Presentation is loading. Please wait.

Presentation is loading. Please wait.

Clostridium difficile : Biology, Diagnosis and Infection Control Clostridium difficile Disease.

Similar presentations


Presentation on theme: "Clostridium difficile : Biology, Diagnosis and Infection Control Clostridium difficile Disease."— Presentation transcript:

1 Clostridium difficile : Biology, Diagnosis and Infection Control Clostridium difficile Disease

2 Clostridium difficile Microbiology and Clinical disease Microbiology and Clinical disease Laboratory detection Laboratory detection Infection Control considerations Infection Control considerations Treatment Treatment

3 Microbiology

4 Clostridium spp. - Characteristics Gram-positive bacillus - Usually large Gram-positive bacillus - Usually large Produce endospores Produce endospores May appear terminal or central May appear terminal or central excellent survival in environment excellent survival in environment Strictly anaerobic metabolism Strictly anaerobic metabolism Produce variety of potent toxins Produce variety of potent toxins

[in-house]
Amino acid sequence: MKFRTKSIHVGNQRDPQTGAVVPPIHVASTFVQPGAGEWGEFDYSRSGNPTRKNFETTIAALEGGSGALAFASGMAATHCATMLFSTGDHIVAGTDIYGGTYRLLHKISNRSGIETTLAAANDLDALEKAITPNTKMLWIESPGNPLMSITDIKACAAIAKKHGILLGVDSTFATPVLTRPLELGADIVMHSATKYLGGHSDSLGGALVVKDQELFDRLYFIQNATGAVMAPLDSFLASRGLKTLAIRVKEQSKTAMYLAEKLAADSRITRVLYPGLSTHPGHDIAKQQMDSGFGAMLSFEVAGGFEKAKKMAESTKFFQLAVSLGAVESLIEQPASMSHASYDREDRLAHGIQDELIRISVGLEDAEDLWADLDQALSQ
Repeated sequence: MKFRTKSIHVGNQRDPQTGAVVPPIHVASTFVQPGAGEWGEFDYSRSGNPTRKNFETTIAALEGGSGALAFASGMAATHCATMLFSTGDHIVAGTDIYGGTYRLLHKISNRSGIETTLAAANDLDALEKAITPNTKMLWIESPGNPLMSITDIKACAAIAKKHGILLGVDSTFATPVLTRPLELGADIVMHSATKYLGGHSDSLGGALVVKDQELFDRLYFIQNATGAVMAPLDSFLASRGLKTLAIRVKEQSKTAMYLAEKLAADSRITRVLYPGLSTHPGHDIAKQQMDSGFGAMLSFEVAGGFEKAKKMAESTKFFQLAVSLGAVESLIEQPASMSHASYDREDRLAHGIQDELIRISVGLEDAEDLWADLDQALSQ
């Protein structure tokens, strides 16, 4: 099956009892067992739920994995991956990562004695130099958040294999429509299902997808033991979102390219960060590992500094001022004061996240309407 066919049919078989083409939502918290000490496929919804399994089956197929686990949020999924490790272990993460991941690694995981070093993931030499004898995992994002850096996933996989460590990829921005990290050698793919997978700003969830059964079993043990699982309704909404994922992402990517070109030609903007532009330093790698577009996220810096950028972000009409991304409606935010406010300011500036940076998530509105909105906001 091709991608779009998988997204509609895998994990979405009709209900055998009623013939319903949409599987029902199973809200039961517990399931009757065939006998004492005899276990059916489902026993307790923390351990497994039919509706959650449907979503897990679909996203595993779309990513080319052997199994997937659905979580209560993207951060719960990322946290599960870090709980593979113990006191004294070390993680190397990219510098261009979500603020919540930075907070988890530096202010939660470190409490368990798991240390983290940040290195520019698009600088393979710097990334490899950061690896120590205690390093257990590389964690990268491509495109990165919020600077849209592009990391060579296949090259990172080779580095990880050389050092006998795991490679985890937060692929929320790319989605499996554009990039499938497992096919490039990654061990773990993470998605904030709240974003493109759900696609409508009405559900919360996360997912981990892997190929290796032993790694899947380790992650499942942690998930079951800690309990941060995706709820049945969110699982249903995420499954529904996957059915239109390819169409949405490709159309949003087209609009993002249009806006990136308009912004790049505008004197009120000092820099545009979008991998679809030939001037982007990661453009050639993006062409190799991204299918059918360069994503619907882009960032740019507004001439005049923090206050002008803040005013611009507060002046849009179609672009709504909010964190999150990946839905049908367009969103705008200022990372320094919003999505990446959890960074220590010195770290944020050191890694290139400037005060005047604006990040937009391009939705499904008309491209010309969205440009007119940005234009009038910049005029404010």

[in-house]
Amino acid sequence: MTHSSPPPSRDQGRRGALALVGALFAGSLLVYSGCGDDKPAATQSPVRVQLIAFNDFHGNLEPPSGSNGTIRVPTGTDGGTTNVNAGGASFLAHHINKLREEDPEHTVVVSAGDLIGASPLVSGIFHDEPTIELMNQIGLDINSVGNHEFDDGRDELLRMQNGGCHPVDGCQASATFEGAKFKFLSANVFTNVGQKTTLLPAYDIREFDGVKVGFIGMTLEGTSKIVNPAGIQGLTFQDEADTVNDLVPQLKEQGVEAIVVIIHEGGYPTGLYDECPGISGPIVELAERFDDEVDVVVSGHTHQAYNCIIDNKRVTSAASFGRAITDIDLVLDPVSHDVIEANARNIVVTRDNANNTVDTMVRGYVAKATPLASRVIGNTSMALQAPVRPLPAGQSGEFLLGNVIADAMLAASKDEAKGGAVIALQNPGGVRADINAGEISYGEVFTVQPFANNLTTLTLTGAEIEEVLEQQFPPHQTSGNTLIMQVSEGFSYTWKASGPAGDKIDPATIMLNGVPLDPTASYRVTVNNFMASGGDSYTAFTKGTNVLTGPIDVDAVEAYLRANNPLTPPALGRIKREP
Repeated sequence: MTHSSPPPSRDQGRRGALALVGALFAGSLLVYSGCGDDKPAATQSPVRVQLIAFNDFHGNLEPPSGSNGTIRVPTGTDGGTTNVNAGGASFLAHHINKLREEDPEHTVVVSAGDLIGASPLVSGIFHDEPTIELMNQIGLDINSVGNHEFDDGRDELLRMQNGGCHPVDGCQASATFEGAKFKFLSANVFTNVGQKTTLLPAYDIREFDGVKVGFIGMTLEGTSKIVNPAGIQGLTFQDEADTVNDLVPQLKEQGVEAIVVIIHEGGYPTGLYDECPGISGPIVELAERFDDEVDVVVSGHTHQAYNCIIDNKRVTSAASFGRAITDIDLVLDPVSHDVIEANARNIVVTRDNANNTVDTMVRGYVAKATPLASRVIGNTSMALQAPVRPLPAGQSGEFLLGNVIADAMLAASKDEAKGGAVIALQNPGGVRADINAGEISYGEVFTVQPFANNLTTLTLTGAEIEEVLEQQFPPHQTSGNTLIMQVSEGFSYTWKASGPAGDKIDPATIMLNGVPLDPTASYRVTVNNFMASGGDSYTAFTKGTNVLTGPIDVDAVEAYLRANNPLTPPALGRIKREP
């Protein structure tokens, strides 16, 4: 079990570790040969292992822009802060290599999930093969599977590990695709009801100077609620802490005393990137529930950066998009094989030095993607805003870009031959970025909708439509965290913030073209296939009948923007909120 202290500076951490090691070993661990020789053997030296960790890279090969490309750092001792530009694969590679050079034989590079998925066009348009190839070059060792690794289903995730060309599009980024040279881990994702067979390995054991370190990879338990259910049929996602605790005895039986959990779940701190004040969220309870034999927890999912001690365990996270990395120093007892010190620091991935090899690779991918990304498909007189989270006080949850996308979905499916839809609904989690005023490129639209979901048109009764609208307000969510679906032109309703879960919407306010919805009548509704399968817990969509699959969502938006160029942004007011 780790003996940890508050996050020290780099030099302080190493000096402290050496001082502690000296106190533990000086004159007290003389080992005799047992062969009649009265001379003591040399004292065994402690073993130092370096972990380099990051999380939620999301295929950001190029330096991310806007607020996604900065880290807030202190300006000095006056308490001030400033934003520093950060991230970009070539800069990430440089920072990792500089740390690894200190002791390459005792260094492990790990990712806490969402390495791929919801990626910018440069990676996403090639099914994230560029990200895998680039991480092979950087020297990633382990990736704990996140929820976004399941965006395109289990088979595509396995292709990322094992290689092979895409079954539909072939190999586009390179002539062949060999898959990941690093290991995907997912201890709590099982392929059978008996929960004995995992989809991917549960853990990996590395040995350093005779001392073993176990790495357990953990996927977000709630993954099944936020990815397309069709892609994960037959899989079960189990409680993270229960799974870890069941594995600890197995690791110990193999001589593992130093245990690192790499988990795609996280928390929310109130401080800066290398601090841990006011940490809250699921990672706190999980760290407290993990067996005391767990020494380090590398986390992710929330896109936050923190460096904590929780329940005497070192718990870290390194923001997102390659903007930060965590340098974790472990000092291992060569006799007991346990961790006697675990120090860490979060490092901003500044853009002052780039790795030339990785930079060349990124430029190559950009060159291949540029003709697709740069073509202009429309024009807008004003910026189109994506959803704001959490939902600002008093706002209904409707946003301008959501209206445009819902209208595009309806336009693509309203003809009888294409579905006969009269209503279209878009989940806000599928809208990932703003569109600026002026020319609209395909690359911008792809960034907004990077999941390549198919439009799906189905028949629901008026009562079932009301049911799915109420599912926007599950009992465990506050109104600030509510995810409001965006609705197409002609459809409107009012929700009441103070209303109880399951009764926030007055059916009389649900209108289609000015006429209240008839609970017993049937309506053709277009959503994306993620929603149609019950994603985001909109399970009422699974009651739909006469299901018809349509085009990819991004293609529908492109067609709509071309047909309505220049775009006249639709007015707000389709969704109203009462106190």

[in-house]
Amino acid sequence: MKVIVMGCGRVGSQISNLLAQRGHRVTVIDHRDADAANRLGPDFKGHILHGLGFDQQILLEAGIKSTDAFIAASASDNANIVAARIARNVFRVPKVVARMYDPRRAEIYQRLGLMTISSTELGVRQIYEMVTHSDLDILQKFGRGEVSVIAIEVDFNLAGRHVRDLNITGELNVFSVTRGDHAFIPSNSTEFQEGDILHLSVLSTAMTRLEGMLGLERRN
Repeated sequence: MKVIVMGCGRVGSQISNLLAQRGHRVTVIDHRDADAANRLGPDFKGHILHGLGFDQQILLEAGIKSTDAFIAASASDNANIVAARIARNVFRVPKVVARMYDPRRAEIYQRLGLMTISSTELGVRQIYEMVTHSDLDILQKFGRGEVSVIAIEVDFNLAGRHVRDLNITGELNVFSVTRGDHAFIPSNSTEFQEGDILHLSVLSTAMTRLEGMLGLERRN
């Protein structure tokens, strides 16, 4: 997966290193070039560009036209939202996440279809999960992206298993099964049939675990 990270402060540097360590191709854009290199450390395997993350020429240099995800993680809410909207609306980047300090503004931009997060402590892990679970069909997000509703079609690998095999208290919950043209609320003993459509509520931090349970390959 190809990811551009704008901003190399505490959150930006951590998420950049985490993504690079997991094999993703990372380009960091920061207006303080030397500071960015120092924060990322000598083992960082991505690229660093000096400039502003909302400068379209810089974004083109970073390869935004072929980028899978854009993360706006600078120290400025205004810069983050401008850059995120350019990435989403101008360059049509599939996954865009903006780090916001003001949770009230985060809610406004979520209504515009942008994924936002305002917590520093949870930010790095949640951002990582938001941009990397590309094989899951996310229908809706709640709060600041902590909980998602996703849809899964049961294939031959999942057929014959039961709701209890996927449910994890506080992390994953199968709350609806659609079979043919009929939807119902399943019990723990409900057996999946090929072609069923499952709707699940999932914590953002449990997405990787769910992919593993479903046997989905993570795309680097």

5 Clostridium perfringens Gas gangrene Food poisoning Clostridium tetani Tetanus Clostridium botulinum Botulism Clostridium difficile Antibiotic associated diarrhea and colitis Clostridium spp. of clinical importance

6 Clostridium difficile Normal flora in 1-3% normal adult Normal flora in 1-3% normal adult ~ 70% of children less than 12 months GI flora ~ 70% of children less than 12 months GI flora 50% of individuals with exposure to inpatient health care facilities may be asymptomatic carriers of C. difficile 50% of individuals with exposure to inpatient health care facilities may be asymptomatic carriers of C. difficile

7 Accounts for 15-25% of all antimicrobial- associated diarrhea Accounts for 15-25% of all antimicrobial- associated diarrhea Accounts for % of antibiotic associated pseudomembranous colitis Accounts for % of antibiotic associated pseudomembranous colitis Fecal-oral transmission Fecal-oral transmission contaminated environment contaminated environment hands of healthcare personnel hands of healthcare personnel Produce 2 exotoxins Produce 2 exotoxins A enterotoxin, B cytotoxin A enterotoxin, B cytotoxin Clostridium difficile